Wednesday, 14 December 2022

Croatia’s Border Disputes with Neighbours in Light of Schengen Entry

December 14, 2022 - As the day of the Croatian entry into Schengen area approaches, we take another look at the border disputes Croatia has with its neighbours.

(This is an updated article from the original back in 2016)

The total length of the land borders of Croatia is 2,370 km, and all of those borders will experience a change on January 1st, when Croatia joins Schengen: the borders to Slovenia (659 km) and Hungary (355 km) have been the outside borders of the Schengen area until now, and will become much less important now as Croatia joins the Agreement and all border controls within the Area are abolished. The borders to Croatia's other neighbors, the longest one to Bosnia and Herzegovina (1011 km) as well as to Serbia (326 km) and Montenegro (20 km) are set to become the outside borders of the Schengen area.

Among many problems which burden relations between republics of former Yugoslavia, one of the main issues are numerous border disputes which are a consequence of the fact that Yugoslavia, while having strictly defined borders with other countries, did not have precisely marked or defined borders among its constituent parts. That fact explains why Croatian relationship with Hungary is not burdened by yet another problem, unless you count the current Hungarian Prime Minister recently claiming most of the Croatian territory.

While the disputed areas between the former republics are usually relatively small, they represent a major headache for governments of now independent states, since they are under pressure from the media and voters not to compromise and “give away” an inch of supposedly their territory.

Border disputes with Slovenia and Croatia are certainly the most well-known of all. Not only do they burden the bilateral relations, but they even delayed the entry of Croatia in the European Union. The most important part of the dispute concerns the border at sea. At issue is whether the border should follow the middle line between Croatian and Slovenian coast (which would mean that Slovenian sea would border just Italy and Croatia), or should be drawn in a way which would allow Slovenia to reach international waters. The dispute has been unsolved since early 1990s, with occasional incidents at sea between police and fishermen’s boats. There were repeated attempts by the two governments to come to an agreement, but they would inevitably be impeded by pressure from the media and public against any compromise.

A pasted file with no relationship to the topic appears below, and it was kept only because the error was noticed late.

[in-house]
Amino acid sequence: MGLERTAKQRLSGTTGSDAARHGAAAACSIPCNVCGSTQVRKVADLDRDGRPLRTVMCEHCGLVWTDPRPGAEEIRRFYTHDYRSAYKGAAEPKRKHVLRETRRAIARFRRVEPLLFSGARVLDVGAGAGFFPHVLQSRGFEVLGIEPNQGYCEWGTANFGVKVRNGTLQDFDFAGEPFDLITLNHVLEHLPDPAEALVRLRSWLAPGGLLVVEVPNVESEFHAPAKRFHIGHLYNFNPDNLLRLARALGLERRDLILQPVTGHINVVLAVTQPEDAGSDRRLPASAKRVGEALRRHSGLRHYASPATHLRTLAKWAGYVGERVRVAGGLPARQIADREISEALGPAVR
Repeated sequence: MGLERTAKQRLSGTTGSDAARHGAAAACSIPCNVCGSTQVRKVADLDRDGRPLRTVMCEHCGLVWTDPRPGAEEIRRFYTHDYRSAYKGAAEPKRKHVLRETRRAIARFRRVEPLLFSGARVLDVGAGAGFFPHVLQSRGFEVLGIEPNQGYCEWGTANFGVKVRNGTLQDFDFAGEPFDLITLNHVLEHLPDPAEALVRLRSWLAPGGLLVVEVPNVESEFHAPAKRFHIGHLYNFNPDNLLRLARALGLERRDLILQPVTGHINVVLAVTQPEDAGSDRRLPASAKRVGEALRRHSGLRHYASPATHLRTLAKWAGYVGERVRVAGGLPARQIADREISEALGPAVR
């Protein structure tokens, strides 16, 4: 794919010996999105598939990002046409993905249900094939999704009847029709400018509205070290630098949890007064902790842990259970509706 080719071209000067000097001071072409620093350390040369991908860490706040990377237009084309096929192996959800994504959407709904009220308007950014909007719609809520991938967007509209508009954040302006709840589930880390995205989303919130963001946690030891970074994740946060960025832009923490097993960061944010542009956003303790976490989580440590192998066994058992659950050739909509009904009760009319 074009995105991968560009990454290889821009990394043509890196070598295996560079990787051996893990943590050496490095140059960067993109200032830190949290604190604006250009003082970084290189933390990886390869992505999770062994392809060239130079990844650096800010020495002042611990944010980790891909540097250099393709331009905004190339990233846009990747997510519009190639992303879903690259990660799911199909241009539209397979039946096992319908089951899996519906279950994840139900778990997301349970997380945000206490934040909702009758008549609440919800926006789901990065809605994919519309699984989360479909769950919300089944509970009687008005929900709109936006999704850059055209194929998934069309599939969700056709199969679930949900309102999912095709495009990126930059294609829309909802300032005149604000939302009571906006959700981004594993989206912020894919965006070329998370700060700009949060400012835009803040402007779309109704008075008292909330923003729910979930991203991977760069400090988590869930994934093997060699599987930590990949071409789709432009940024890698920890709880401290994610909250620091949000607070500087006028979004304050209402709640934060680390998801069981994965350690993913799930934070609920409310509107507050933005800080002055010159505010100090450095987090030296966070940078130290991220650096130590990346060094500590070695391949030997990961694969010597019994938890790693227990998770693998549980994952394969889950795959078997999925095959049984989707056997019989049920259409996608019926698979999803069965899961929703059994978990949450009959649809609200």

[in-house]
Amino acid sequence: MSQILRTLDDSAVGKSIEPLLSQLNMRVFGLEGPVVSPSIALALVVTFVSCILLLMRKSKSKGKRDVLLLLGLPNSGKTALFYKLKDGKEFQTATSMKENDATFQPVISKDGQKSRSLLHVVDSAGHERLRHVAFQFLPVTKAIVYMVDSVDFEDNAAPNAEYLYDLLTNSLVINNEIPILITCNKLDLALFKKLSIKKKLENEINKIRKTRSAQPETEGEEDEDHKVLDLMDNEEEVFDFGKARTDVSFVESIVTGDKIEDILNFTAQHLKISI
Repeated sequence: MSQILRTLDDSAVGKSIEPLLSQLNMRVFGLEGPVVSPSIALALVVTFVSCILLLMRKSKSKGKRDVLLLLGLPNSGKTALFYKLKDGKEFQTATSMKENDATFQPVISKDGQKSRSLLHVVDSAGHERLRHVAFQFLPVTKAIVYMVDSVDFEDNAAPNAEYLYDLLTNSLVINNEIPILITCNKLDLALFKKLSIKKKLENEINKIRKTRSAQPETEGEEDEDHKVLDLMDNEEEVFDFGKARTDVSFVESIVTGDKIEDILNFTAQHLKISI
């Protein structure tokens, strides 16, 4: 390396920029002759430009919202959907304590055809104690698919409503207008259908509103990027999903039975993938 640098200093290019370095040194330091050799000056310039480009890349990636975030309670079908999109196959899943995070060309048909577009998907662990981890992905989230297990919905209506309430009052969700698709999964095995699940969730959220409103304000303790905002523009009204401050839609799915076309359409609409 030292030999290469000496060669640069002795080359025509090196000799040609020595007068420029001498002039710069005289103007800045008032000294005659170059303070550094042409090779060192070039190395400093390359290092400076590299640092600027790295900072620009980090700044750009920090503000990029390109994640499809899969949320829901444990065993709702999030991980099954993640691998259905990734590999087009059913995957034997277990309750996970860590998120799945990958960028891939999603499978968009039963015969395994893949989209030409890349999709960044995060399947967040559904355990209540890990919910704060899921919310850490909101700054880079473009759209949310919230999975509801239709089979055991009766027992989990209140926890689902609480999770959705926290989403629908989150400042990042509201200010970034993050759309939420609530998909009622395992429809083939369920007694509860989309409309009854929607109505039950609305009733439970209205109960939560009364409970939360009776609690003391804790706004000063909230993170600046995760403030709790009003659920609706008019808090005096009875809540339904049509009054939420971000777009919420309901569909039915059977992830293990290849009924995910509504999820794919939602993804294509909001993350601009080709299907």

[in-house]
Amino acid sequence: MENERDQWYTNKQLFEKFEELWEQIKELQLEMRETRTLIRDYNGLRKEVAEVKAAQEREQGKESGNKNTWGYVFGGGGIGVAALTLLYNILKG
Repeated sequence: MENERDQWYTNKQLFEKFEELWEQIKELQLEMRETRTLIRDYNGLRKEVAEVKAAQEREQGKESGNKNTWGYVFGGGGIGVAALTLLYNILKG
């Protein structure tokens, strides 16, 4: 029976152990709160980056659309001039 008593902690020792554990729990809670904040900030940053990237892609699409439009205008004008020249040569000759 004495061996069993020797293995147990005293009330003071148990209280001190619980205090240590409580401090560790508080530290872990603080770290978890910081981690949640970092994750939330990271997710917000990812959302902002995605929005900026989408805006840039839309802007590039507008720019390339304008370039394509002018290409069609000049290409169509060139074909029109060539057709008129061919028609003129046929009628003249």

Border piran

Slovenia knew that the best time for an agreement to be reached was during Croatia’s accession negotiations with the European Union. Since Slovenia had entered the EU earlier, it was able to blackmail Croatia and that is exactly what it did in 2008 when it blocked the negotiations. The move caused a complete breakdown in relations, with Croatia accusing Slovenia of hostile behaviour. After Ivo Sanader, Croatian Prime Minister at the time resigned in July 2009, new Prime Minister Jadranka Kosor prioritised the unblocking of negotiations. Later that year, Kosor reached an agreement with Slovenian government that negotiations would continue and that the border dispute would be decided by arbitration proceedings. In return, Slovenia unblocked the negotiations and Croatia became a member of the European Union in 2013.

After that, there was an entire international scandal during the arbitration process, in which the media published evidence of collusion between a supposedly independent arbiter and Slovenian Foreign Ministry, which led to Croatia dropping out of the arbitration process completely. The arbitration concluded in 2017 with a win for Slovenia, and Croatia still not acknowledging that decision as binding.

And that's more or less where we stand today still. Once the decision of Croatia's entry into Schengen was announced, both Croatia and Slovenia issued their reaction to their border dispute, and it seems the disputes are here to stay. Both Croatia and Slovenia issued one-sided statements upon the confirmation of the decision, both standing firmly at their previous stances.